New in V 2: Sampling & Resynthesis
The main addition in Synclavier V 2, is the sampling and re-synthesis engine. Resynthesis is basically reverse engineering a sample of audio back to synthesiser parameters. So if you load up a sample of a bell, and tell the Synclavier to resynthesise that sample, it wil analyse the audio and attempt to recreate the evolving waveforms of that sample and place them on your Partial’s timeline. Imagine how mind boggling this was when released in 1984! (I actually stumbled on the original manual for the resynthesis add-on here).
The advantage of resythesis compared to a standard Sampler was the lack of undesirable audio artifacts and that pitching up and down no longer resulted in the sample speeding up and slowing down. This is less of an issue these days, modern computers and software make light work of time-stretching audio, and warp algorithms have gotten pretty incredible. The Synclavier V 2’s resynthesis can’t really compete with that — 24 harmonics is just not a high-enough resolution to accurately model a complex sample.
To me though, recreating an audio sample accurately isn’t the appeal. Whether or not it reproduces the audio accurately, it certainly generates some interesting results. I’ve been having a ball using the resynthesis function as a starting point, and tinkering with it from there. Drawing in your own waveshapes via harmonics is a little unpredictable, so having the Synclavier make you some is a really fun feature.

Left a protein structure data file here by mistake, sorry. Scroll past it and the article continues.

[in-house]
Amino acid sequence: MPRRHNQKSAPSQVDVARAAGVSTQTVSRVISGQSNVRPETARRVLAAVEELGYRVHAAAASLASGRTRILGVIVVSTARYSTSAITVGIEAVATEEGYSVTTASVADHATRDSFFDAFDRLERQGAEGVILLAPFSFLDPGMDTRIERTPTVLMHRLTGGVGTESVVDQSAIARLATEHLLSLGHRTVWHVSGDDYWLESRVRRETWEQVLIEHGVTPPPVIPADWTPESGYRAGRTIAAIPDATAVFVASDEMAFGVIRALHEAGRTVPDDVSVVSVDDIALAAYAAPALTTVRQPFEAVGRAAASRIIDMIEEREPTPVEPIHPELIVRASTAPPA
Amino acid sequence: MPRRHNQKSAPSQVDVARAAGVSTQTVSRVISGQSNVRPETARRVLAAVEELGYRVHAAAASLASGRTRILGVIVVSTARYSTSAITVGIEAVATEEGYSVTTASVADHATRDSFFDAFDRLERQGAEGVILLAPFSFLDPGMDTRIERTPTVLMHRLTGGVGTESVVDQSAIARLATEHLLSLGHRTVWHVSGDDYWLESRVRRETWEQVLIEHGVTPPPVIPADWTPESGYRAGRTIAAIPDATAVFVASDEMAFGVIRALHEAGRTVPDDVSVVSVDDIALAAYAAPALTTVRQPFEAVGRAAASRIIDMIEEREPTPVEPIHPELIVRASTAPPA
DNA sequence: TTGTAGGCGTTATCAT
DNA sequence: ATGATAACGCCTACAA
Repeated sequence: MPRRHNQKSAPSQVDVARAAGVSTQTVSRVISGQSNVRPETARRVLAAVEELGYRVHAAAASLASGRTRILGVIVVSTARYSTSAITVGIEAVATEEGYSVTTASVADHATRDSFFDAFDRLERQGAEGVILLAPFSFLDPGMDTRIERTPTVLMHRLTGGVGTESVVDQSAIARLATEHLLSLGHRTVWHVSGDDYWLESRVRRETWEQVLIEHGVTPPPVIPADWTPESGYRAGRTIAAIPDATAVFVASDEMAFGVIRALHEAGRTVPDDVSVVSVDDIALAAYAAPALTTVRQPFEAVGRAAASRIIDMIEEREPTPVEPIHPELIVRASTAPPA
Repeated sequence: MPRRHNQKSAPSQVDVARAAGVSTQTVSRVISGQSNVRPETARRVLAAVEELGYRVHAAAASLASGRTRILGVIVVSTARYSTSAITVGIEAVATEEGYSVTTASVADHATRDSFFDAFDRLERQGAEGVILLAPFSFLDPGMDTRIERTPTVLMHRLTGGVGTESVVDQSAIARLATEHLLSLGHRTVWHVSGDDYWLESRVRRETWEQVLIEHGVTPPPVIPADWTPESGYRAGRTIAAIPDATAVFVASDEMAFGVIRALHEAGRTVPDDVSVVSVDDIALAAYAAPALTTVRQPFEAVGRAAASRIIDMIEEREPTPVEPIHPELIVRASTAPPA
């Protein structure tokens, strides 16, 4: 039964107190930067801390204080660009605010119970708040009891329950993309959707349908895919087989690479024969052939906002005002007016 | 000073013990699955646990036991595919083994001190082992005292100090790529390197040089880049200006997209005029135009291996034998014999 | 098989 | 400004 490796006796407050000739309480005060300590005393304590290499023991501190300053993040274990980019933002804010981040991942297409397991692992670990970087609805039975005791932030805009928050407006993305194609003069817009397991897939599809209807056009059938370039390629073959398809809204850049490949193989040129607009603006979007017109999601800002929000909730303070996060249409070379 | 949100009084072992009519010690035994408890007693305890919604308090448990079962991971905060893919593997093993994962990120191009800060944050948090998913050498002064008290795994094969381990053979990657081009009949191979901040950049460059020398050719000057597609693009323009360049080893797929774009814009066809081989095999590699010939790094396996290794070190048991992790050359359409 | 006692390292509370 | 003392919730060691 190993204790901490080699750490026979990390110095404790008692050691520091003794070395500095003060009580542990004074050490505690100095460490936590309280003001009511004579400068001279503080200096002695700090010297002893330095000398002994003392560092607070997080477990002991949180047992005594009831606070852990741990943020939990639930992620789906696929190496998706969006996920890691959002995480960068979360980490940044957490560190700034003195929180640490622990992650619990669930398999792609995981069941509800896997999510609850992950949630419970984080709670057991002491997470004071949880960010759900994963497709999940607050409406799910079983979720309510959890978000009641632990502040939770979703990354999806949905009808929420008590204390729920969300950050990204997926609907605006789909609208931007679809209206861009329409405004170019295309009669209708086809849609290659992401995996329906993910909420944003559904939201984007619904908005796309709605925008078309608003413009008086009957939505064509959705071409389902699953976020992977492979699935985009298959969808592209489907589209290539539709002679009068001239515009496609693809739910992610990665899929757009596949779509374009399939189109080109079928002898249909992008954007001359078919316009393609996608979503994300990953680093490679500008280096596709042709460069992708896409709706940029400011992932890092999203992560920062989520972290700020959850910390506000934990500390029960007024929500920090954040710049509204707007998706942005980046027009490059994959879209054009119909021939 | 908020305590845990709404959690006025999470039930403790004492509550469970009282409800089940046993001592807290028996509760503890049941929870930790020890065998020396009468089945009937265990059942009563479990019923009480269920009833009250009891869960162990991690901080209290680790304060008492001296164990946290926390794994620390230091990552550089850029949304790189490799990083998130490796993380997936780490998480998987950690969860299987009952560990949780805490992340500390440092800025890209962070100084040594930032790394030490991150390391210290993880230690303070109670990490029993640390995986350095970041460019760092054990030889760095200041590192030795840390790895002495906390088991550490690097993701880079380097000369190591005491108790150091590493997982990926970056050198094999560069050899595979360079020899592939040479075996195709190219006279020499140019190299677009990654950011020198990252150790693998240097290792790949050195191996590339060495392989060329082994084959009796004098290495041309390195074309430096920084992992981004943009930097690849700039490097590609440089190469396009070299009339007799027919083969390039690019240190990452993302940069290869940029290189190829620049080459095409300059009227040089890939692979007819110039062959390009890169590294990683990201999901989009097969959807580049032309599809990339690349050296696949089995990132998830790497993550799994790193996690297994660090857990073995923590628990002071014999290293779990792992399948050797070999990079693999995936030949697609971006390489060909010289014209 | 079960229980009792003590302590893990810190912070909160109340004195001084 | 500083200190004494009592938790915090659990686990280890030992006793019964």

You can also just use the sample engine as a retro-style sampler if you wish, it has also the gritty lo-fi character of an ’80s sampler, and comes with a set of audio editing parameters, that you can modulate over time using the Timeline. It should be noted, that you can’t switch between the Sampler engine and Synthesis engine using the timeline within the one Partial. It’s one or the other.
OK, this is getting long, lets wrap this up
Synclavier V 2 is an incredible software synthesiser. Arturia have done an amazing job of simplifying the interface to make this monster synth more accessible, and their additional features are very welcome. The presets library is extensive, and demonstrates the vast possibilities of this synth to great effect. The only improvement I can really think of is adding FM Ratio and Chorus amount on each Partial’s Timeline to add to the sound-sculpting possibilities. Perhaps a filter wouldn’t go astray as well. But really, there’s enough functionality here to keep me entertained for a very long time. I would highly recommend this synthesiser plugin to people who like to dig into sound design and get a bit weird and nerdy. Especially if you’re a little bored of your standard subtractive synths, Synclavier V 2 will blow your mind.